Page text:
But, thanks to a tip from a helpful commenter, Daniel Watters at TheGunZone, I’ve finally hunted up some more information on the gun, and it’s not what I was expecting…
Continue reading IMI 945 Compact / “Black Horse”
While BUL Transmark is best known for their exceptional 1911 handgun lines, they’ve had extensive experience dabbling in Tanfoglio derivatives, too. The BUL Impact leveraged the magazines of their M-5 double-stack 1911 line; the BUL Storm was a well-made Tanfoglio copy that had some success in IPSC.
The BUL Cherokee was introduced in 2000 to replace the BUL Impact and provide a full-frame polymer pistol to the commercial market. It was updated a few years later with a newer frame (recognizable by its finger swells). Read on for my thoughts.
Continue reading The BUL Cherokee
One of the real oddball guns made in Israel is the BUL Impact. Everyone loves a double stack 1911. Everyone loves the CZ-75. So what if you took a compact polymer CZ-75 and grafted a 1911 double stack magwell on it?
Well, you’d have a BUL Impact. Read on for more.
Continue reading The BUL Impact
Nehemiah Sirkis designed a lot of interesting guns, many of which I don’t talk about much on this blog because they were designed and manufactured in the United States. This is no sin – remember that Browning did most of his best work with Fabrique Nationale in Belgium – but they are somewhat outside the scope of my collecting activities. Sirkis designed a lot of interesting rifles (including some Kimber .22s and the new IWI Dan sniper rifle), but his fame in the United States is generally from his pocket pistols – the Intratec CAT 9, the Cobra Patriot 45, and the Detonics Pocket 9.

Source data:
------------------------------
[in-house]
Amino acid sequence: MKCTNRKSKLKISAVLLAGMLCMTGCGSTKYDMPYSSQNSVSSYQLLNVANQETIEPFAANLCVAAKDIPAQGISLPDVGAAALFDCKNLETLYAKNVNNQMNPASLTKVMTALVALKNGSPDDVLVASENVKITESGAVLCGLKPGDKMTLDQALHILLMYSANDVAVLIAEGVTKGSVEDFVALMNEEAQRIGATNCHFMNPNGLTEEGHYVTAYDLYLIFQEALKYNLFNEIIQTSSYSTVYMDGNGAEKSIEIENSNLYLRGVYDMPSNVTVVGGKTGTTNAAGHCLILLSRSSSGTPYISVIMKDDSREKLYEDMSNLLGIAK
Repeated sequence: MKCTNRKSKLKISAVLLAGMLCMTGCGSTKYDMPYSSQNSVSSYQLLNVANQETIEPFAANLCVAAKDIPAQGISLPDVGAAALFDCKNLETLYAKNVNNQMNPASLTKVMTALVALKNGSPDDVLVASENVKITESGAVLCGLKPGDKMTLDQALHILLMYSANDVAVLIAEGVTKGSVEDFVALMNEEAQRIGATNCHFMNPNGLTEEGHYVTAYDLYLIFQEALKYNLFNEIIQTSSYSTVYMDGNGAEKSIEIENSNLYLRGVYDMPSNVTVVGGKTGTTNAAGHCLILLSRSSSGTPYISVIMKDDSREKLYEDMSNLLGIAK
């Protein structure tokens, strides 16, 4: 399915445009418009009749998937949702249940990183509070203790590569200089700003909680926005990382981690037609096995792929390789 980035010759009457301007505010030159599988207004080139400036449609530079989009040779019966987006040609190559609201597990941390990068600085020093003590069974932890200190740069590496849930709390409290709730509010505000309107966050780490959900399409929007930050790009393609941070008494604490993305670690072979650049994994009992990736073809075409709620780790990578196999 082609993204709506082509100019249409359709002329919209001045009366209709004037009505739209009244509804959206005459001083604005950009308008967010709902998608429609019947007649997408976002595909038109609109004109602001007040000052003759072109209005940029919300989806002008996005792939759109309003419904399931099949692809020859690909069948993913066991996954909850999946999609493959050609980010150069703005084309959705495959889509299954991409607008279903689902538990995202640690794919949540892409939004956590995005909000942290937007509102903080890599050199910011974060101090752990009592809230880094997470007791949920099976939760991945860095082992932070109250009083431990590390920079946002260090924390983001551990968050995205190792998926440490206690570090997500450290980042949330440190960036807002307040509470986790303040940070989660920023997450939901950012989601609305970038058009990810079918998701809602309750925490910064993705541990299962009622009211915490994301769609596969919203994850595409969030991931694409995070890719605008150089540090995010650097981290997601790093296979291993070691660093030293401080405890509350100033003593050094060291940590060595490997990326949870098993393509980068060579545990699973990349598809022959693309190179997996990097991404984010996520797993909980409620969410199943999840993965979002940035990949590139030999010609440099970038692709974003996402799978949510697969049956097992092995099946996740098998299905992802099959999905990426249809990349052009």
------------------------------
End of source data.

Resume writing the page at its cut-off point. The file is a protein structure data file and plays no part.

But, he also designed one other pocket pistol that made it to the US – the Sardius/Sirkis SD9, manufactured by Sirkis Industries in Israel. It’s a real oddball gun… which is what makes it so interesting.
Continue reading The Sardius SD9
Israel has always had an “interesting” history when it comes to arms deals. They are clearly a friend of the US, but have sometimes done deals with countries that may not have always had US interests foremost in their minds. They also have a bit of a history in not always abiding by arms embargoes… most famously in the case of South Africa during the apartheid era.
One gun that has that semi-checkered history is the KSN Golan, which is a copy of the CZ99 Compact-G.
Continue reading The KSN Golan